2. BCON: I’m also long, but only a tiny part of my protfolio. I personally think the stock action is reasonable, given the little we know… these companies are so speculative that they are very much pushed around by hope and fear, not by a realistic appraisal of thier prospects. With a story like that, fear has the upper hand, and there is no telling how low it goes. This is the type of situation where the gigantic returns can be made, but buying when no one knows anything, and hoping for good news to come out… but it’s still way to pricy to try that now… but and it’s only for the very brave… the company has negative earnings, and there is no doubt that it will take them longer becasue of this, if they get there at all. Start up companies are very fragile, and I think the recent price moves are just a reflection of that fact.

  3. On the Railpower Tech story, the main driver for the upswing in price was the announcement late December of their EPA certification for their Green-Goat train. This certification was required by their major customer and was needed by January 15/07 so it was a big boost for the company. This should clear the way for much more contract signing. Their liquidity is still a problem but if the stock price settles in the 1.50 range then a financing won’t be as dilutive as was previously thought when their share price was only .50. They are a prime takeover target with their very advanced technology, EPA endorsement and a reasonably low market cap.

  4. I agree with Tom’s well made points.
    The good news is no one was injured in the accident. The dust was probably powedered mortar as a result of the explosion. The firefighters probably doned breathing equipment incase it was ASBESTOS containing (although unlikely).
    Unfortunately accidents happen the chemical industry has had it’s fair share and is still “learning”. Indeed this “learning” safety culture can only be encouraged within organisations/industries such as these and ALT-ENERGY PLCs for example. No doubt “HAZOP studies” will now take place to ensure this doesn’t happen again at Beacon.
    Hopefully the company will learn from this and emerge stronger as a result, both in terms of management and procedures
    My advice to the cautious (AND PRUDENT!) investor – is to query the prospective organisations regarding their “health and safety” and HAZOP arrangements BEFORE INVESTING.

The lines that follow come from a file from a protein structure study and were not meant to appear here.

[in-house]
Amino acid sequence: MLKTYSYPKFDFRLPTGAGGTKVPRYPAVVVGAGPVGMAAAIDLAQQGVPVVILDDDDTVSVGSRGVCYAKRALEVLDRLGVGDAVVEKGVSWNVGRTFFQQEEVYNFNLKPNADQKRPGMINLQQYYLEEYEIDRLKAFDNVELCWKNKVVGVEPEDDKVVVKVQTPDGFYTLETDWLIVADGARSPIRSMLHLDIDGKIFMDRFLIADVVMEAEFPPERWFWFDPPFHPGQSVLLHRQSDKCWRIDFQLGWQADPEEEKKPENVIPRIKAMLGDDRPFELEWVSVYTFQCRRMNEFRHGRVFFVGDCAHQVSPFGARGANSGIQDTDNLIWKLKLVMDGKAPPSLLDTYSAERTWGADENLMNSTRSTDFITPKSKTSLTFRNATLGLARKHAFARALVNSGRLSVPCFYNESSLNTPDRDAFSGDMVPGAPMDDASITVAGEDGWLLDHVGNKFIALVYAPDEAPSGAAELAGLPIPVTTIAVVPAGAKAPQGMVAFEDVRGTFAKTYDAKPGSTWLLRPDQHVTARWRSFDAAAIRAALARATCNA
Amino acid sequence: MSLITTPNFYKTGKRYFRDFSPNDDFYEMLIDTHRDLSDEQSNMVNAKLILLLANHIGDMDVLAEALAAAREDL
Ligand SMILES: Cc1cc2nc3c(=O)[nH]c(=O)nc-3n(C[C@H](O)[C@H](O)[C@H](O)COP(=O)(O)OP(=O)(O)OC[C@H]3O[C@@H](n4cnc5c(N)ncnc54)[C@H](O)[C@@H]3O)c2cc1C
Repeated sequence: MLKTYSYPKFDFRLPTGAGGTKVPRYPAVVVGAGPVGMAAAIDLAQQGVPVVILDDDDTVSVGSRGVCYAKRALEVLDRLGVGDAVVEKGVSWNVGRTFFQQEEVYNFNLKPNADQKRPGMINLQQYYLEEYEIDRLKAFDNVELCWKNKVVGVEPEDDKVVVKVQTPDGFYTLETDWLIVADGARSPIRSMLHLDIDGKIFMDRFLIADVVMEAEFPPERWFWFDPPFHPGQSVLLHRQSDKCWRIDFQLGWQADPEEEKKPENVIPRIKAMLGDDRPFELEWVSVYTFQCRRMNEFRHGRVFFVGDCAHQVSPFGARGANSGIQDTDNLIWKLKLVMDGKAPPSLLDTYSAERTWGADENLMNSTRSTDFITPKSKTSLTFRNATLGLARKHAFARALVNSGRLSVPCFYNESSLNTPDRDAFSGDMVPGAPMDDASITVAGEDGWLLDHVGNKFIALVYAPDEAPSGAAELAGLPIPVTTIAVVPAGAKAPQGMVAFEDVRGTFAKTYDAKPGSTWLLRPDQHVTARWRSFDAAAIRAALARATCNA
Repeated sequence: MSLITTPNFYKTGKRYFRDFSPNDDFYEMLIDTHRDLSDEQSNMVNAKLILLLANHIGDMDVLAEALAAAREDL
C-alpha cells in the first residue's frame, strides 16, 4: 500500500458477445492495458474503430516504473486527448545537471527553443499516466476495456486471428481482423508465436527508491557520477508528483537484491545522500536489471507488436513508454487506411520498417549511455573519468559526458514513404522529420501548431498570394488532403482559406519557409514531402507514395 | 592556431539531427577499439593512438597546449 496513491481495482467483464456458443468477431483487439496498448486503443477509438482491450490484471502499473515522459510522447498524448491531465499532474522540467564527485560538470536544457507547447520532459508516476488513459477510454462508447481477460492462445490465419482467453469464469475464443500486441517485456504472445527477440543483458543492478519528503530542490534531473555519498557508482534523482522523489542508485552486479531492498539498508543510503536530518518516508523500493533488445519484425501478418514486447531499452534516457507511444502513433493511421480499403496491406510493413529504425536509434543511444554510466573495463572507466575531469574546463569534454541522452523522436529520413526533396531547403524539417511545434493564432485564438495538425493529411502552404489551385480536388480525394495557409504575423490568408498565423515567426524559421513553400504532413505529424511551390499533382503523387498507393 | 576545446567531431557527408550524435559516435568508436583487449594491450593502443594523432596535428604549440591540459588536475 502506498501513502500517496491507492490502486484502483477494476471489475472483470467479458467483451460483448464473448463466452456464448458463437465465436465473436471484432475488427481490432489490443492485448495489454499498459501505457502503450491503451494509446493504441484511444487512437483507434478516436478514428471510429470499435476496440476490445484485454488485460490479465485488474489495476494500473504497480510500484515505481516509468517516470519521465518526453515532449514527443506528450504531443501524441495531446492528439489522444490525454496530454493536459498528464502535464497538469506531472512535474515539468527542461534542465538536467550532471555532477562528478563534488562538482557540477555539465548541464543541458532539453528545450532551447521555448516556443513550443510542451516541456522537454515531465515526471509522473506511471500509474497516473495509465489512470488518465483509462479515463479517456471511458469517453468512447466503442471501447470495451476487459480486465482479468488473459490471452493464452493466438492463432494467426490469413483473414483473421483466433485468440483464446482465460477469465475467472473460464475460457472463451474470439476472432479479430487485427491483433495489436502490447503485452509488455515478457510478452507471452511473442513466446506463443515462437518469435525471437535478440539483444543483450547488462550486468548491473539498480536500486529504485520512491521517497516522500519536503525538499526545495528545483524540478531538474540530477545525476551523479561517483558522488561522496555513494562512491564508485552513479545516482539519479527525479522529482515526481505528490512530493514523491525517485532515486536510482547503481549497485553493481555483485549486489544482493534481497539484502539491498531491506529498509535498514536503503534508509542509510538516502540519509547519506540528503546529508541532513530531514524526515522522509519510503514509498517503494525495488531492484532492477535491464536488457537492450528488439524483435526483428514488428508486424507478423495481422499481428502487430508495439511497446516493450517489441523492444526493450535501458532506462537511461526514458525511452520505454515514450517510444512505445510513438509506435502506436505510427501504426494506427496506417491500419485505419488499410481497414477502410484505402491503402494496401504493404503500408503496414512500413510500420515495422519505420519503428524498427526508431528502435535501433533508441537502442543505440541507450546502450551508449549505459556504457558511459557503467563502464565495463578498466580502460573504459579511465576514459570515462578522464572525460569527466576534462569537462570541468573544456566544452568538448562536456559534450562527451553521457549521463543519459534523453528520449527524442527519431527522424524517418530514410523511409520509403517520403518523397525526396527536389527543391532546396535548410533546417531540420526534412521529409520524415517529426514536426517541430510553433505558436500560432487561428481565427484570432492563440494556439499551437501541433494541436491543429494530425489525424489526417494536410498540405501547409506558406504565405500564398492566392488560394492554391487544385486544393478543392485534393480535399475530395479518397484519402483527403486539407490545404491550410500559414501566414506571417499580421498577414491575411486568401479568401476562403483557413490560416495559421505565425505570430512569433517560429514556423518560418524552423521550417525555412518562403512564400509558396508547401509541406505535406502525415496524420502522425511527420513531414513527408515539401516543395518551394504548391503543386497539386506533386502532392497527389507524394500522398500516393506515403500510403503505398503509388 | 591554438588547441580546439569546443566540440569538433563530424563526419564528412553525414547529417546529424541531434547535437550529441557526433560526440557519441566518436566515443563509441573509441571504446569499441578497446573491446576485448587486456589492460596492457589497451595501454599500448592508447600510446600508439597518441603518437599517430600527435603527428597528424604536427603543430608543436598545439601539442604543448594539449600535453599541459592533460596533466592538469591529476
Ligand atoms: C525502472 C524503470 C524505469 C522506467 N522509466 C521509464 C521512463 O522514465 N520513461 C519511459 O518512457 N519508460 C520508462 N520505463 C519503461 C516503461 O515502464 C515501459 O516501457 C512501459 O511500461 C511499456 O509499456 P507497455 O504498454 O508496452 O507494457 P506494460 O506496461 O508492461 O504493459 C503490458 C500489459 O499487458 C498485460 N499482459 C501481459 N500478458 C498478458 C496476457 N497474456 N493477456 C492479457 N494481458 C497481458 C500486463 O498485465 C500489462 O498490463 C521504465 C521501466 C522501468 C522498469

Pro-activity is better than Reactivity… although once again, accidents will always happen… its just a question of making them rare and when they do – easier to deal with
    The thing with clean tech/alt energy companies – is the (currently) unavoidable use of certain-chemicals, new engineering designs and in particular within R&D to test them to their absolute limits. That is what R&D is all about. Experience makes one learn what is reasonable and what is not!

  5. Hi R. Wannek,
    Yes, I came across the EPA story but forgot to mention it in the post. Big oversight on my part. I hadn’t realized, however, it’s significance…and that’s why I forgot about it.
    Looks like it’s probably a combination of RailPower getting out of that contract and the EPA certification. As I understand this, yes there is a liquidity problem but investors might have been punishing the company a little more harshly then the fundamentals justified over the past few months, and that provided plenty of good entry points for patient value investors.
    RailPower has shed a fair bit of its gain since I did this post, and it currently sits at $1.27.

  6. re: Rise and Fall of Railpower stock price.
    This has been a hard luck story for Railpower. The only insight I can offer is regarding their problem with battery overheating and life reduction. This came to light around the start of 2006, and hammered the stock righteously. It was the company’s misfortune to employ a development test engineer who failed to understand the relation between battery discharge, temperature, and battery life. The R&D director has since been replaced by someone who respects Murphy’s law.
    You would have thought that with veteran railway design engineers in the boardroom and executive suite, the design and test would have been more conservative. What I like about this company is their exuberant approach to energy conservation and pollution. Tugboats, yet! What I dont like is their exposure to takeover by huge companies like GE, which has belatedly begun to look at natural gas loco engines. Give me a break!
    Fred Bealle
    Ottawa, Ontario